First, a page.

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-percent (before income taxes) in 1957. The margin of revenues over expenses which this reflects is too narrow for financially sound operations. A ratio of expenses to revenues of 85 percent is generally considered by the Interstate Commerce Commission to be reasonable and necessary for this type of operation. One important fact, not generally recognized, is that the fares paid by passengers on regular scheduled bus operations are insufficient to meet expenses on a great many of the routes operated. In fact, the study made by the New England Governors' Conference showed that total regular-route passenger revenues were insufficient to meet total operating costs over the entire region. Wherever this is true, it is obvious that continuation of the essential regularroute service has been possible only by subsidizing it with revenues from charter operations and the transportation of mail and express. The governors and legislatures in the six New England States and in Iowa, Pennsylvania, New York, Ohio, and Michigan have become so concerned with the problem of maintaining the essential passenger service of the buslines that they have recommended, and in some cases effected, remedial measures in the form of tax relief for the carriers. A select committee of the house of the Michigan Legislature used the following language in strongly recommending tax relief for intercity bus operators: “It should be noted that there has been established in Michigan a comprehensive system of intercity motor bus routes over which individual carriers operated pursuant to authority granted by the Michigan Public Service Commission, but whose operations are coordinated through the medium of joint-line service so as to produce maximum service to the public. These carriers serve the entire State, and if it were not for their respective services, there would be many areas of this State without any form of public transportation of passengers and related traffic. Representatives of traveling, shipping, and receiving public appeared before this committee and testified as to the absolute necessity for maintaining this service and to the dire results which would befall this State if such service were to be discontinued. * * * Based upon the findings of facts hereinafter set forth, your committee concludes that both the local and intercity divisions of the common motor carrier bus industry of this State are in dire financial straits and that, if the government of this State as well as local units of government do not take immediate, progressive, and objective action, through the medium of tax relief, the above-quoted transportation policy of this State will be thwarted and the public interest * * * will be irreparably injured and eventually destroyed.”” The second implication in the railroad testimony is that bus companies are subsidized as a result of their use of highway facilities maintained at public - expense. Nothing could be more erroneous. The latest figures available to the National Association of Motor Bus Operators show that in 1956, class I intercity bus companies paid total State and Federal taxes of around $55 million. All other intercity bus operators are estimated to have paid another $10 million in taxes. Of the taxes paid by class I carriers, an aggregate of $29.7 million, or over 52 percent, represented special levies paid only by highway users. Attached to my statement as exhibit A is a table showing the taxes paid by all class I intercity bus operators per bus-mile operated for use of highways. The table shows that State and local taxes for use of highways averaged about 2.1 cents per bus-mile operated for all carriers in 1956 as estimated by the National Association of Motor Bus Operators. When other user charges, such as tolls, are added to this, the total charges average 2.5 cents per bus-mile. In addition to these taxes, the class I intercity carriers pay about $8 million ... annually (or 9 mills per bus-mile) for Federal taxes paid exclusively by bighway users. It may be added that Federal highway-use taxes paid into the highway trust fund alone average $540 per year for each bus operated by class I carriers. This takes no account of the other Federal highway use taxes paid into general funds. The $540 for a single bus is equivalent to the Federal highway use taxes paid annually into the highway trust fund by no less than 27 average private automobiles. Moreover, the average State highway use taxes per bus paid by class I carriers is $1,575 per year, exclusive of the $310 per bus paid each year as tolls. It takes the State highway use taxes paid by 34 average private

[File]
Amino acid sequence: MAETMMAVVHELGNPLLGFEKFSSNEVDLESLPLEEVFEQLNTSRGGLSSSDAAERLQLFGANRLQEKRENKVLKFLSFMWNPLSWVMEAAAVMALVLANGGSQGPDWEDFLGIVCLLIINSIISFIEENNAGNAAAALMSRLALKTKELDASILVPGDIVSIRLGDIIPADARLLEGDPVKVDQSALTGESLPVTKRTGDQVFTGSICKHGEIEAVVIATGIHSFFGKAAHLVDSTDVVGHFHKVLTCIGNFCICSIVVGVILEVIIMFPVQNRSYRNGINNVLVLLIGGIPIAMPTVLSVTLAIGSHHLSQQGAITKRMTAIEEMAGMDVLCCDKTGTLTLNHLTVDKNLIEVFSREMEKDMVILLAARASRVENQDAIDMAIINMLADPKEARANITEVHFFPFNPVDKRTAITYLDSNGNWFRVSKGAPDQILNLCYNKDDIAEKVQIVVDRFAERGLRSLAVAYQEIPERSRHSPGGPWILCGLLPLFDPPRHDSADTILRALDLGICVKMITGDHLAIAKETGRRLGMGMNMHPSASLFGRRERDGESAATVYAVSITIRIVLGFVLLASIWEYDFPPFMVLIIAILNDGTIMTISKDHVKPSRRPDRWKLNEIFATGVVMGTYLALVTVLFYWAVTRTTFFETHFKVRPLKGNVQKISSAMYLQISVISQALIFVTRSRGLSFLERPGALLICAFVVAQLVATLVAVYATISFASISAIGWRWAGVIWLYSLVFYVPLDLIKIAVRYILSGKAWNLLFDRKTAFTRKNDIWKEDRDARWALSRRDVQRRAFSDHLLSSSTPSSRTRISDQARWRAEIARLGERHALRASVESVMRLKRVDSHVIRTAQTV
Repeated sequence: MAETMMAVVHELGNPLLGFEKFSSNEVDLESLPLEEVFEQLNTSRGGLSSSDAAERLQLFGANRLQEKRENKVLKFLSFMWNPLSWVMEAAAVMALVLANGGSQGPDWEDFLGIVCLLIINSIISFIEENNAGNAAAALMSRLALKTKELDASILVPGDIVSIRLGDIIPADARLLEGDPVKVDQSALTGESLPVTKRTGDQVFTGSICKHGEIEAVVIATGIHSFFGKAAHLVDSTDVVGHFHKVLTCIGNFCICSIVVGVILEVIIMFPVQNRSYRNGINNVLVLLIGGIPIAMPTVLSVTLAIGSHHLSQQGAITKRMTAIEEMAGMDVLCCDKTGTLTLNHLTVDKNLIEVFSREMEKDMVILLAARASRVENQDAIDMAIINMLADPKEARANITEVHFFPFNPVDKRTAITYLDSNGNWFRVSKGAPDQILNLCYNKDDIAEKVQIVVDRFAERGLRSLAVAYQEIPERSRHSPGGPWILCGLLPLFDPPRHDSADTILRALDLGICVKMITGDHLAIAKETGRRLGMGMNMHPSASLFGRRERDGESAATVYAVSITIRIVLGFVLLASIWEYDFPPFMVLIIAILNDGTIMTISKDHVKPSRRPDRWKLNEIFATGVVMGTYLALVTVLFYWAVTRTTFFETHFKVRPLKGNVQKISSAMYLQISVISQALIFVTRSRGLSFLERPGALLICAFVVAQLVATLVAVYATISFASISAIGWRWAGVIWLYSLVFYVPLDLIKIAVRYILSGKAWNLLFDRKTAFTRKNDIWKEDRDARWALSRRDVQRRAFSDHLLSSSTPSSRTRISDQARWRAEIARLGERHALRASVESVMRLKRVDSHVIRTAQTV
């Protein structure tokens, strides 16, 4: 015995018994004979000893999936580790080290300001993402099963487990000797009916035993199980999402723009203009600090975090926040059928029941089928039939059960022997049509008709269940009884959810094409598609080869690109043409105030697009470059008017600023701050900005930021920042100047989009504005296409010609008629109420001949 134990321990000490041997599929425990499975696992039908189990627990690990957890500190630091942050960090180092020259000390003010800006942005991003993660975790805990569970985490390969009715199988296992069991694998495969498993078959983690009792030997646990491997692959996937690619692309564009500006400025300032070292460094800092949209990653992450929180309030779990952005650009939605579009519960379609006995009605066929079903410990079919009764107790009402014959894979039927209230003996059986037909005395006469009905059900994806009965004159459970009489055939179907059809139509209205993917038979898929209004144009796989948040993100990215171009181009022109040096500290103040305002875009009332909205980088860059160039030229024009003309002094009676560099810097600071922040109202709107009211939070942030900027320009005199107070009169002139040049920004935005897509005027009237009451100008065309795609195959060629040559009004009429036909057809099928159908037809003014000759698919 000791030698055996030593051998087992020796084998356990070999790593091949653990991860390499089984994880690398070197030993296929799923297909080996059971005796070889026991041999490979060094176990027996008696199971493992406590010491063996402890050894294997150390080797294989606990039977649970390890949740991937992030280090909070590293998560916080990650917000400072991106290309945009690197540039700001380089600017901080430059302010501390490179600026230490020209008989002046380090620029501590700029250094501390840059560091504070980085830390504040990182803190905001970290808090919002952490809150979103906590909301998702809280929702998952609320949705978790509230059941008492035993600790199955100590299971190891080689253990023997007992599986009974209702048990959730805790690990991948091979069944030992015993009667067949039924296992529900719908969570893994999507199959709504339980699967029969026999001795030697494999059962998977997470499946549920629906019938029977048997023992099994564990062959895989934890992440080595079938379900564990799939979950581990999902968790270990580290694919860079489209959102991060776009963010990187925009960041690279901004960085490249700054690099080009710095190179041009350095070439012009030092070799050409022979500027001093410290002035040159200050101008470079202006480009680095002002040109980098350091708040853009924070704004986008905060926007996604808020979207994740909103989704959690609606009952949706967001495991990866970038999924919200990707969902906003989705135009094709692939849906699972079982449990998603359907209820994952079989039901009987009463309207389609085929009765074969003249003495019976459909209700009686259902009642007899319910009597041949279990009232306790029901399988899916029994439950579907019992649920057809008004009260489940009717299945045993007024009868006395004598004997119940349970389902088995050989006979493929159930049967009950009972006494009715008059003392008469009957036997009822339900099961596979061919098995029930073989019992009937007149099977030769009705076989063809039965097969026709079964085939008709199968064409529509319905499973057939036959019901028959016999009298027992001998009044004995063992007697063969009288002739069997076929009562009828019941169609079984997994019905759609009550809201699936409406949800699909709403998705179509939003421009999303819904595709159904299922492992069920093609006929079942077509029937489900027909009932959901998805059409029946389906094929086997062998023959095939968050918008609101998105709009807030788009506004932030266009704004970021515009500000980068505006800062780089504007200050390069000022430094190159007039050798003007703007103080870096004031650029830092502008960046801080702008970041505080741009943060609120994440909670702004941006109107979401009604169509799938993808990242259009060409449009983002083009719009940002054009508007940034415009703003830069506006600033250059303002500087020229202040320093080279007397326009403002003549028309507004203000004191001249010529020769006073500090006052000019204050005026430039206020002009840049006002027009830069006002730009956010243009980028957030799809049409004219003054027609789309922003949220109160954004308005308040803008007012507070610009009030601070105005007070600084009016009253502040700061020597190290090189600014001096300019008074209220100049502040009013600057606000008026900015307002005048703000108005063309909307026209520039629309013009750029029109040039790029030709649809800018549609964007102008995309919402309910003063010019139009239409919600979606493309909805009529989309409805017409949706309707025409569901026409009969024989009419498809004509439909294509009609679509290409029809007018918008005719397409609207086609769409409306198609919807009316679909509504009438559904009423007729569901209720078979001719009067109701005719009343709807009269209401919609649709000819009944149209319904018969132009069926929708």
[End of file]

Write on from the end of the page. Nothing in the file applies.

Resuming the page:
* Report of Committee on Bus Company Failures, Journal No. 16 of the House of Repre- sentatives, 68th Legislature, Lansing, Mich., February 7, 1957.

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The proposed legislation thus would give rail carriers a devastating competitive advantage. It would allow them to charge lower rates than motorbus lines on the basis of out-of-pocket costs, even though their total costs exceed those of the buslines. In addition to giving them a rate advantage, it would leave them free to use below-cost rates (all costs considered) for competitive thrusts against their motorbus competitors. They enjoy financial resources which enable them to use such rates to cause ruinous revenue losses to buslines without any corresponding effects on their own overall financial situation. They would thus be placed in a position where they could make a temporary, selective use of below-cost rates in areas of competition with bus operations with the effect of driving buslines swiftly out of business with little damage to themselves.

We think the consequences of this legislation are clearly not consistent with national transportation objectives. For this reason and because of the injury to bus operators which could result from the legislation, we are opposed to this proposal by the railroads.


The railroads have recommended repeal of the 10-percent excise tax on amounts paid for the transportation of persons, and the 3-percent tax on amounts paid for the transportation of property. We fully support this recommendation for reasons which others have already given your committee in these hearings.